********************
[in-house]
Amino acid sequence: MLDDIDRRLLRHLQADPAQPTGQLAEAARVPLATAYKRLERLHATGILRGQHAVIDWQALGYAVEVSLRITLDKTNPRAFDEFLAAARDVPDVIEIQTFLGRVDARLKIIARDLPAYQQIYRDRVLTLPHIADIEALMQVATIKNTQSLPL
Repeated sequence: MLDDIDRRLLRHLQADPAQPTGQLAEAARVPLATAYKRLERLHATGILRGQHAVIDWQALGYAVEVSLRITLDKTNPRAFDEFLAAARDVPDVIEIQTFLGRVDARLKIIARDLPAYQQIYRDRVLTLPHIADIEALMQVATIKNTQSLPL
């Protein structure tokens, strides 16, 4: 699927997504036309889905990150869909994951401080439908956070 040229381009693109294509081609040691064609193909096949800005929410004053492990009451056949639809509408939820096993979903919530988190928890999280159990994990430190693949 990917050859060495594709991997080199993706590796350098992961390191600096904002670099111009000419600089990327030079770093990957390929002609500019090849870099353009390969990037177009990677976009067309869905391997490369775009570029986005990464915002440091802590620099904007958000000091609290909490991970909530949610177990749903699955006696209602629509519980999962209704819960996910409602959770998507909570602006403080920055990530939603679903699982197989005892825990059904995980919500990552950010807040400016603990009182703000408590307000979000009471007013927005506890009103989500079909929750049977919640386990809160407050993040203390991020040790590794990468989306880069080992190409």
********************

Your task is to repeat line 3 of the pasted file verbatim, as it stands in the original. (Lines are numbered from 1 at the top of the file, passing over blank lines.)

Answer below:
Repeated sequence: MLDDIDRRLLRHLQADPAQPTGQLAEAARVPLATAYKRLERLHATGILRGQHAVIDWQALGYAVEVSLRITLDKTNPRAFDEFLAAARDVPDVIEIQTFLGRVDARLKIIARDLPAYQQIYRDRVLTLPHIADIEALMQVATIKNTQSLPL